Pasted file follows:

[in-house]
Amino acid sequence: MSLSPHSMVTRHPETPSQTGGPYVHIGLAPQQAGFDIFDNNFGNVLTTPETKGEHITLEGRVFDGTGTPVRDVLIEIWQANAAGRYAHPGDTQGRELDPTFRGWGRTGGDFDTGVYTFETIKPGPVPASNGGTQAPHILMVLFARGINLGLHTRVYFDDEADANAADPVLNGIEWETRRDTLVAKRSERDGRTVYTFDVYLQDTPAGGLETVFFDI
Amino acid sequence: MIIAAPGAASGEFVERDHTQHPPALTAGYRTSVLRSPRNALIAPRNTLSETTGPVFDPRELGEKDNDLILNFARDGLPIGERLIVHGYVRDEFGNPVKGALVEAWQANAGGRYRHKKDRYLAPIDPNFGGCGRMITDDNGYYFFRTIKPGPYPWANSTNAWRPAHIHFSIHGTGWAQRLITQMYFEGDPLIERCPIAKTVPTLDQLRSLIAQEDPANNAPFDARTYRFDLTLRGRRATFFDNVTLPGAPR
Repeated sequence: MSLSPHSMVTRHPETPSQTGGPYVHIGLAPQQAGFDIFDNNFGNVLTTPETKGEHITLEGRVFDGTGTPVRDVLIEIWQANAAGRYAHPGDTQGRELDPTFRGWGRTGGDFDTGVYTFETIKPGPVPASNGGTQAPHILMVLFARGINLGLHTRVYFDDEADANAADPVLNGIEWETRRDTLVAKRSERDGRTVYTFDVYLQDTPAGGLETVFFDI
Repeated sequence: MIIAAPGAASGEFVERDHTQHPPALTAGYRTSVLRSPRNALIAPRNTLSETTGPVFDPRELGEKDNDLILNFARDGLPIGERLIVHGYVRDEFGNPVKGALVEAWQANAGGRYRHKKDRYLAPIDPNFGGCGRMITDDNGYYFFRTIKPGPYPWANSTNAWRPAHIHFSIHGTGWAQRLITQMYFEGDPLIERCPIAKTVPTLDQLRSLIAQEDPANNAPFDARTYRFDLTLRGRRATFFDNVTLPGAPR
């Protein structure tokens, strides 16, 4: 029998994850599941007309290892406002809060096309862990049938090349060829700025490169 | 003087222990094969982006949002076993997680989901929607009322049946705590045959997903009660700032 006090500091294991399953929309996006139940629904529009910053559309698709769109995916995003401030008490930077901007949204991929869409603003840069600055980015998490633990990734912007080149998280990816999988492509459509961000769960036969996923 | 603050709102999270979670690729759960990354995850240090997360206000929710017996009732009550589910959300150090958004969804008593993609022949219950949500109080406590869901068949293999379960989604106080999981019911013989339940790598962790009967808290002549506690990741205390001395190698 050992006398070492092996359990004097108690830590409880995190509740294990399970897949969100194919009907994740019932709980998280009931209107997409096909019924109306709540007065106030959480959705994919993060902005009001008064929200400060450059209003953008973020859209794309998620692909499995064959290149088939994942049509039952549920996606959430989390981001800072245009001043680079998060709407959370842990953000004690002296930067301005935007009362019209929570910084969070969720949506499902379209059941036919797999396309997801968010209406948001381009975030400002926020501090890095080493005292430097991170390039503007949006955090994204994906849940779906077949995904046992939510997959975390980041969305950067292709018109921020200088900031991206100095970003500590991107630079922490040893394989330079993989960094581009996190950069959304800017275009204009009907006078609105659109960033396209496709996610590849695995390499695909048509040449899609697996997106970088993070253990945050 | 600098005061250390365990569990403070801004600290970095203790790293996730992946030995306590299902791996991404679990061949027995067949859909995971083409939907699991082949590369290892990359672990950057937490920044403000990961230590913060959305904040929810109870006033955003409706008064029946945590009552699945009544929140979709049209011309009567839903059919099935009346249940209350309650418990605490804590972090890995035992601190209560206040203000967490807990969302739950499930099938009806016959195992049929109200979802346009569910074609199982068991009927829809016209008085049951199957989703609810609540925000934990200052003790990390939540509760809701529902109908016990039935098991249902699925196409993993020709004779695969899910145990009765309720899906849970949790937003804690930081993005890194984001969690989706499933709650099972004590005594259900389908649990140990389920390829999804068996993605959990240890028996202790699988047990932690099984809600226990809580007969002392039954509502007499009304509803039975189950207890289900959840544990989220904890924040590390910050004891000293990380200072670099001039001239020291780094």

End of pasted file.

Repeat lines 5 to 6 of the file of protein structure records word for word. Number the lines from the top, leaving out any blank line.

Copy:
Repeated sequence: MIIAAPGAASGEFVERDHTQHPPALTAGYRTSVLRSPRNALIAPRNTLSETTGPVFDPRELGEKDNDLILNFARDGLPIGERLIVHGYVRDEFGNPVKGALVEAWQANAGGRYRHKKDRYLAPIDPNFGGCGRMITDDNGYYFFRTIKPGPYPWANSTNAWRPAHIHFSIHGTGWAQRLITQMYFEGDPLIERCPIAKTVPTLDQLRSLIAQEDPANNAPFDARTYRFDLTLRGRRATFFDNVTLPGAPR
């Protein structure tokens, strides 16, 4: 029998994850599941007309290892406002809060096309862990049938090349060829700025490169 | 003087222990094969982006949002076993997680989901929607009322049946705590045959997903009660700032 006090500091294991399953929309996006139940629904529009910053559309698709769109995916995003401030008490930077901007949204991929869409603003840069600055980015998490633990990734912007080149998280990816999988492509459509961000769960036969996923 | 603050709102999270979670690729759960990354995850240090997360206000929710017996009732009550589910959300150090958004969804008593993609022949219950949500109080406590869901068949293999379960989604106080999981019911013989339940790598962790009967808290002549506690990741205390001395190698 050992006398070492092996359990004097108690830590409880995190509740294990399970897949969100194919009907994740019932709980998280009931209107997409096909019924109306709540007065106030959480959705994919993060902005009001008064929200400060450059209003953008973020859209794309998620692909499995064959290149088939994942049509039952549920996606959430989390981001800072245009001043680079998060709407959370842990953000004690002296930067301005935007009362019209929570910084969070969720949506499902379209059941036919797999396309997801968010209406948001381009975030400002926020501090890095080493005292430097991170390039503007949006955090994204994906849940779906077949995904046992939510997959975390980041969305950067292709018109921020200088900031991206100095970003500590991107630079922490040893394989330079993989960094581009996190950069959304800017275009204009009907006078609105659109960033396209496709996610590849695995390499695909048509040449899609697996997106970088993070253990945050 | 600098005061250390365990569990403070801004600290970095203790790293996730992946030995306590299902791996991404679990061949027995067949859909995971083409939907699991082949590369290892990359672990950057937490920044403000990961230590913060959305904040929810109870006033955003409706008064029946945590009552699945009544929140979709049209011309009567839903059919099935009346249940209350309650418990605490804590972090890995035992601190209560206040203000967490807990969302739950499930099938009806016959195992049929109200979802346009569910074609199982068991009927829809016209008085049951199957989703609810609540925000934990200052003790990390939540509760809701529902109908016990039935098991249902699925196409993993020709004779695969899910145990009765309720899906849970949790937003804690930081993005890194984001969690989706499933709650099972004590005594259900389908649990140990389920390829999804068996993605959990240890028996202790699988047990932690099984809600226990809580007969002392039954509502007499009304509803039975189950207890289900959840544990989220904890924040590390910050004891000293990380200072670099001039001239020291780094």